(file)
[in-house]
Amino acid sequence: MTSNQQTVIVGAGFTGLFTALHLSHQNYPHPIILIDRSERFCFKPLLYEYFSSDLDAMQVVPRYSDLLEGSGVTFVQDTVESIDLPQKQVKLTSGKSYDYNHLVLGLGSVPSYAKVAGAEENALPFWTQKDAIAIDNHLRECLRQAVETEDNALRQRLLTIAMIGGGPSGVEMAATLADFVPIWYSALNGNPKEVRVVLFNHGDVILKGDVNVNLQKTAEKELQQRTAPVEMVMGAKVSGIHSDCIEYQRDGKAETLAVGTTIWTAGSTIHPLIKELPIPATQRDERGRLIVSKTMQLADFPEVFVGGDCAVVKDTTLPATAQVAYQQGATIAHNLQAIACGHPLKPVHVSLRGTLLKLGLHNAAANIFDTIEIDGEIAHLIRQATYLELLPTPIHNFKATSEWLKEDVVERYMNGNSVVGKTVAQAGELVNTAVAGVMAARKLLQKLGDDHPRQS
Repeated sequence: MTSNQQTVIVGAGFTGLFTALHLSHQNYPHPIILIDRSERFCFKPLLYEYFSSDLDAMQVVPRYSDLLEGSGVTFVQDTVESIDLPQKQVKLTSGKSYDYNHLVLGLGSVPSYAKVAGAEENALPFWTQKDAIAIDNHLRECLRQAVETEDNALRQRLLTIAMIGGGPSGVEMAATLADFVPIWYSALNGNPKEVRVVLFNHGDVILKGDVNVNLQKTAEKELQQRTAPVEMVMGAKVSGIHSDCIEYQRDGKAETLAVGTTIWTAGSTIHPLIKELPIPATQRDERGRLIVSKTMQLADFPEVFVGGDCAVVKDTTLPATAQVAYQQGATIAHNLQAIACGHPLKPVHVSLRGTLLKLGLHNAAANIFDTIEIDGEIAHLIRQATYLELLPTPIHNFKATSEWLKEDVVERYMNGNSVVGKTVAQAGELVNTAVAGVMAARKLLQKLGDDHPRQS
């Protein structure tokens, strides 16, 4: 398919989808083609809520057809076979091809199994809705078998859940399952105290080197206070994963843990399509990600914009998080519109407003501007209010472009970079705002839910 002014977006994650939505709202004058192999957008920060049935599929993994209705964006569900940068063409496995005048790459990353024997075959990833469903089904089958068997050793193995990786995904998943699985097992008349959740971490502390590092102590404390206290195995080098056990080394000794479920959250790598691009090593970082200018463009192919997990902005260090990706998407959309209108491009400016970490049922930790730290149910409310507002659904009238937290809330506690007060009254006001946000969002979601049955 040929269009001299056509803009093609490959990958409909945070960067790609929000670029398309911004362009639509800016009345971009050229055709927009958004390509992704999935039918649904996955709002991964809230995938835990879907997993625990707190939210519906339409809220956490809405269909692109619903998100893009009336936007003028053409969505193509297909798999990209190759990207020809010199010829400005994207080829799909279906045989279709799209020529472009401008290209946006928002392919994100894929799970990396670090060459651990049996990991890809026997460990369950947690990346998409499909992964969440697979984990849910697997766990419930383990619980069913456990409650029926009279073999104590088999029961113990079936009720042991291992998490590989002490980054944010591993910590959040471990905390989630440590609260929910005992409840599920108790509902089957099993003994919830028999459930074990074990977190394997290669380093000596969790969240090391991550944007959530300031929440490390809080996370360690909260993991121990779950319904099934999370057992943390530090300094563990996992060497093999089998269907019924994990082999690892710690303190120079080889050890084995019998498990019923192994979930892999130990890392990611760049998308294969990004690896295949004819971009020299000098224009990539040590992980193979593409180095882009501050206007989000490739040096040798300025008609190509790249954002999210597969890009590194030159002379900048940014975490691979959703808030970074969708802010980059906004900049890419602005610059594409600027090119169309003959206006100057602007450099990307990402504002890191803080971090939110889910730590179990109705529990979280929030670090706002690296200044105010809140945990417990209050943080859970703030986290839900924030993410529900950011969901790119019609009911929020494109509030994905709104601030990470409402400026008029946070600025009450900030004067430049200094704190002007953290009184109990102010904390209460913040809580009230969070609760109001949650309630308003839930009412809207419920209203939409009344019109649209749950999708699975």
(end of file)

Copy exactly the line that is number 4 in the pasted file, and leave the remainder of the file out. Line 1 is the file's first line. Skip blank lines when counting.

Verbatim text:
């Protein structure tokens, strides 16, 4: 398919989808083609809520057809076979091809199994809705078998859940399952105290080197206070994963843990399509990600914009998080519109407003501007209010472009970079705002839910 002014977006994650939505709202004058192999957008920060049935599929993994209705964006569900940068063409496995005048790459990353024997075959990833469903089904089958068997050793193995990786995904998943699985097992008349959740971490502390590092102590404390206290195995080098056990080394000794479920959250790598691009090593970082200018463009192919997990902005260090990706998407959309209108491009400016970490049922930790730290149910409310507002659904009238937290809330506690007060009254006001946000969002979601049955 040929269009001299056509803009093609490959990958409909945070960067790609929000670029398309911004362009639509800016009345971009050229055709927009958004390509992704999935039918649904996955709002991964809230995938835990879907997993625990707190939210519906339409809220956490809405269909692109619903998100893009009336936007003028053409969505193509297909798999990209190759990207020809010199010829400005994207080829799909279906045989279709799209020529472009401008290209946006928002392919994100894929799970990396670090060459651990049996990991890809026997460990369950947690990346998409499909992964969440697979984990849910697997766990419930383990619980069913456990409650029926009279073999104590088999029961113990079936009720042991291992998490590989002490980054944010591993910590959040471990905390989630440590609260929910005992409840599920108790509902089957099993003994919830028999459930074990074990977190394997290669380093000596969790969240090391991550944007959530300031929440490390809080996370360690909260993991121990779950319904099934999370057992943390530090300094563990996992060497093999089998269907019924994990082999690892710690303190120079080889050890084995019998498990019923192994979930892999130990890392990611760049998308294969990004690896295949004819971009020299000098224009990539040590992980193979593409180095882009501050206007989000490739040096040798300025008609190509790249954002999210597969890009590194030159002379900048940014975490691979959703808030970074969708802010980059906004900049890419602005610059594409600027090119169309003959206006100057602007450099990307990402504002890191803080971090939110889910730590179990109705529990979280929030670090706002690296200044105010809140945990417990209050943080859970703030986290839900924030993410529900950011969901790119019609009911929020494109509030994905709104601030990470409402400026008029946070600025009450900030004067430049200094704190002007953290009184109990102010904390209460913040809580009230969070609760109001949650309630308003839930009412809207419920209203939409009344019109649209749950999708699975």